Mutual Fund Train Still Rolling Along
Some investors are becoming uneasy as stocks soar, putting more earnings into money-market funds, but many analysts expect bull market to continue
Mutual fund investors are standing steady at the helm.
Investor dollars continued to pour into mutual funds during the third quarter of 1996, despite the midsummer gyrations in the stock market that sent the Dow Jones industrial average skidding southward in July. But forget July! After sagging near the 5,000 mark in the heat of summer, the Dow bounced back and began setting new highs in October.
For the third quarter, domestic stock funds posted average gains of 2.63 percent, beating corporate bond funds (1.77 percent), municipal bond funds (2.13 percent), and overseas stock funds (minus 0.65 percent).
Looking ahead, many analysts see the current bull market holding its own right into 1997. "There could be some pauses and pullbacks along the way, with some [downward] market consolidations," says Larry Wachtel, a vice president with investment-house Prudential Securities Inc, in New York. "But essentially, the market trend is upward." It is driven, he adds, by such factors as continued corporate earnings gains, corporate buybacks of stock, heavy mergers and acquisition activity, and steady inflows into individual 401(k) retirement plans.
The market will eventually surpass and stay above the 6,000 point level on the Dow Jones industrial average, Mr. Wachtel says. Technology and industrial sectors continue to look promising.
The presidential election has largely been discounted by Wall Street, with most financial houses assuming a continuation of the status quo, Wachtel says - that is, reelection of a Democratic White House (with President Clinton), and a Republican-controlled Congress. What would be upsetting to financial markets, he says, would be if there were to be "either election of a Democratic Congress along with President Clinton, or a victory by Senator Dole plus a Republican Congress."
Wall Street, Wachtel says, likes the idea of a divided government, as a check and balance on unwise legislative programs that could drive up the federal budget deficit.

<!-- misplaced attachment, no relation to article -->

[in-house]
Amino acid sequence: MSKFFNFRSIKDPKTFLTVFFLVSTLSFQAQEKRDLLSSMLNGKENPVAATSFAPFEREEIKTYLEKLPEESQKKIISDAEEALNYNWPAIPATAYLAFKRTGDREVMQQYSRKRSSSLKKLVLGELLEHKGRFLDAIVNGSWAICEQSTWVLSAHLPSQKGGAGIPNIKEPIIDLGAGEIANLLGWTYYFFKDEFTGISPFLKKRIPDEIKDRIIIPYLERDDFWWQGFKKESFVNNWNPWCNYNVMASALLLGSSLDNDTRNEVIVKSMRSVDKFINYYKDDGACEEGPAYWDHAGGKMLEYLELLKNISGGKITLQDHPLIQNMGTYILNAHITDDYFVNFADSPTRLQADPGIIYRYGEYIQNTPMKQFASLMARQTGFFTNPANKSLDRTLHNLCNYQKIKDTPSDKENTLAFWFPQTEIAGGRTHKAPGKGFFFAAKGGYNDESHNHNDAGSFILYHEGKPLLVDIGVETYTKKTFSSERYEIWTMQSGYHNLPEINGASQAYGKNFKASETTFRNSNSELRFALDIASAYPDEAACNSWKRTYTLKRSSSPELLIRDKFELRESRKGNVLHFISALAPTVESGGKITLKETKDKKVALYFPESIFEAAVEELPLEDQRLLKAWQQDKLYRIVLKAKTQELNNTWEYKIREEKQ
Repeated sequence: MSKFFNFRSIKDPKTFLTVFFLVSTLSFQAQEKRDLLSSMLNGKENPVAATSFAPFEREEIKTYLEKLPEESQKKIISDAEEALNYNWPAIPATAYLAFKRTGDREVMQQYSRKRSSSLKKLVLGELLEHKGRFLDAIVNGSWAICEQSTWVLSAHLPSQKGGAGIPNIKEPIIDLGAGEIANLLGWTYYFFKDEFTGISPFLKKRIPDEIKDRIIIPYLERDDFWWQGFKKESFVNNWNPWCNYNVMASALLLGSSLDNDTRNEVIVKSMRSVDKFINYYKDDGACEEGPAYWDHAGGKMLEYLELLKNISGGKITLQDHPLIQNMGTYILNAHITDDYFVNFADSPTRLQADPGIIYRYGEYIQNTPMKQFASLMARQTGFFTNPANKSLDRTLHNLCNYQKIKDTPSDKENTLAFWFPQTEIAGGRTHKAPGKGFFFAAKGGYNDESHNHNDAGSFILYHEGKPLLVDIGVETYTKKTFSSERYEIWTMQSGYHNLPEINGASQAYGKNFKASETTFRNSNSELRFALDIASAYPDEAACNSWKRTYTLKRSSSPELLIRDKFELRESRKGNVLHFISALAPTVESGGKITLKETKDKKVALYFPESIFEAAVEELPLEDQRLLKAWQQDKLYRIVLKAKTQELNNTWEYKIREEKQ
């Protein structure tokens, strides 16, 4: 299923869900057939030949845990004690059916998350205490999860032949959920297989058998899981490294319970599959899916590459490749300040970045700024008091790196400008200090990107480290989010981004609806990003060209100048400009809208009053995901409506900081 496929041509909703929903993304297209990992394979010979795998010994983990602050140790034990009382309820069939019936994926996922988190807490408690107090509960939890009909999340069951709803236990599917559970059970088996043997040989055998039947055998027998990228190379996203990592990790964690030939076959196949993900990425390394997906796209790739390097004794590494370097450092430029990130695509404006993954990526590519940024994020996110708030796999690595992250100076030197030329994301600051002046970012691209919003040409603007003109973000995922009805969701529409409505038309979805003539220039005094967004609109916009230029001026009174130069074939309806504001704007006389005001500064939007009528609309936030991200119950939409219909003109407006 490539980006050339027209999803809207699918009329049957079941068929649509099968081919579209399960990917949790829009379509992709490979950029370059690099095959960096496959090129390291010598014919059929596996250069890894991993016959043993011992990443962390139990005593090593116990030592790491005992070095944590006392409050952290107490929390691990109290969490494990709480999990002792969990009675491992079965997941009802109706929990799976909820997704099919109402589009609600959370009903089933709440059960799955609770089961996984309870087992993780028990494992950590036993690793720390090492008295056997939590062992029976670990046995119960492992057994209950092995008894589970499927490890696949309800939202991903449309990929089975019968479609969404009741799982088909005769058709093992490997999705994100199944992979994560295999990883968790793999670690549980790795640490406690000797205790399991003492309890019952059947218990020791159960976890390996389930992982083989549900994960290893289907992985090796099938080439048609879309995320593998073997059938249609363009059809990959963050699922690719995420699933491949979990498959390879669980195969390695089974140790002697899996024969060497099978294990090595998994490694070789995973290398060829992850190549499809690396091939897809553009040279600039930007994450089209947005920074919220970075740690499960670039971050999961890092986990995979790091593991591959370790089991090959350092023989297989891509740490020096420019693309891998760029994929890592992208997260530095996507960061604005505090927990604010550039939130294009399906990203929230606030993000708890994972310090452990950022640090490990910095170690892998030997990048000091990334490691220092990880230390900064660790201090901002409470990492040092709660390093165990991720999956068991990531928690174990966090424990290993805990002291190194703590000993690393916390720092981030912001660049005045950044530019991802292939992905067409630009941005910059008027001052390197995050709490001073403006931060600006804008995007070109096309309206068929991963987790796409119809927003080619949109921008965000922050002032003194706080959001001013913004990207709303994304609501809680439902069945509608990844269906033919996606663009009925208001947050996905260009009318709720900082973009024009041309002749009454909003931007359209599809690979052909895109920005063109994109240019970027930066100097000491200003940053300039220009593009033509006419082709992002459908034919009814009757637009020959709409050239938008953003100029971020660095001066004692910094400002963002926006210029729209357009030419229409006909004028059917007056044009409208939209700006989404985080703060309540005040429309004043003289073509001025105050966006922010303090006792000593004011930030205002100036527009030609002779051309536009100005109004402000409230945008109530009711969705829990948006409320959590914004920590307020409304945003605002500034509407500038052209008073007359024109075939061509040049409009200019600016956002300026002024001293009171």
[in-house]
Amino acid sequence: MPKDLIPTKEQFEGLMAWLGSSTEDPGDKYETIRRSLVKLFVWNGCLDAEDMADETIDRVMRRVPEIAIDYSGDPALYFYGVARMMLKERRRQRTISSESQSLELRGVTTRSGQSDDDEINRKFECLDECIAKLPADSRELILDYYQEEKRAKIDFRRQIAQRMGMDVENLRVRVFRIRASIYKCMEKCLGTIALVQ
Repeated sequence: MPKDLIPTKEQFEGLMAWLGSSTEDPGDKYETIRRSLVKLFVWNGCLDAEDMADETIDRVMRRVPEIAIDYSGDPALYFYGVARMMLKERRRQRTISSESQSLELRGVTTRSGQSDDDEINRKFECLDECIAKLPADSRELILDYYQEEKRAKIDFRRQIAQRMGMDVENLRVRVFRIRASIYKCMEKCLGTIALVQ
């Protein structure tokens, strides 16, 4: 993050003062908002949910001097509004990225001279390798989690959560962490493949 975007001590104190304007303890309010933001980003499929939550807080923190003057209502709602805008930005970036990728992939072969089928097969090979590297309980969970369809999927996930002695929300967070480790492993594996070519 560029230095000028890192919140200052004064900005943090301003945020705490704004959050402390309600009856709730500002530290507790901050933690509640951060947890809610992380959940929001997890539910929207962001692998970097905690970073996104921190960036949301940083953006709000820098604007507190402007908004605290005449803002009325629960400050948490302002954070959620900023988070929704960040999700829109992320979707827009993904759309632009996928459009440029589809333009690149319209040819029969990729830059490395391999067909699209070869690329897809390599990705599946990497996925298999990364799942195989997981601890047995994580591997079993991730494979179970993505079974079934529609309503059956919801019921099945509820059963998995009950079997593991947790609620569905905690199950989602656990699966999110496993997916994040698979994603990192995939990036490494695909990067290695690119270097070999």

"The election-outcome has been built into this [stock] market," says Stephen Smith, executive vice president of Brandywine Asset Management Inc., a financial services firm in Wilmington, Del. He too anticipates a divided Clinton-GOP government. But a slowdown in consumer spending this fall, plus a continued rise in personal bankruptcies, will rein in corporate profits, he reckons. Thus, for equities, Mr. Smith sees modest returns. However, he likes financial stocks, selected-technology firms, telephone companies, and utilities.
There will be opportunities for gains in the bond market, he says. Brandywine likes intermediate (10 years or so) to long-term bonds. He expects that the yield on long bonds could eventually come down to 6.25 percent, from the current range of 6.75 percent. The yield on the intermediate range bond could drop to between 5.9 and 6 percent, he says, from the current range of 6.50 percent.
Still, some analysts believe that, based on historical trading patterns, the stock market may experience difficulties after the presidential election and going into next year. James Stack, who publishes InvesTech, a financial newsletter, says a defensive, high-cash position may be prudent regarding equities, given the market's current high valuation of stocks. He holds that such sectors as technology, securities-brokerage firms, and carmakers may be specially vulnerable to share-price downturns.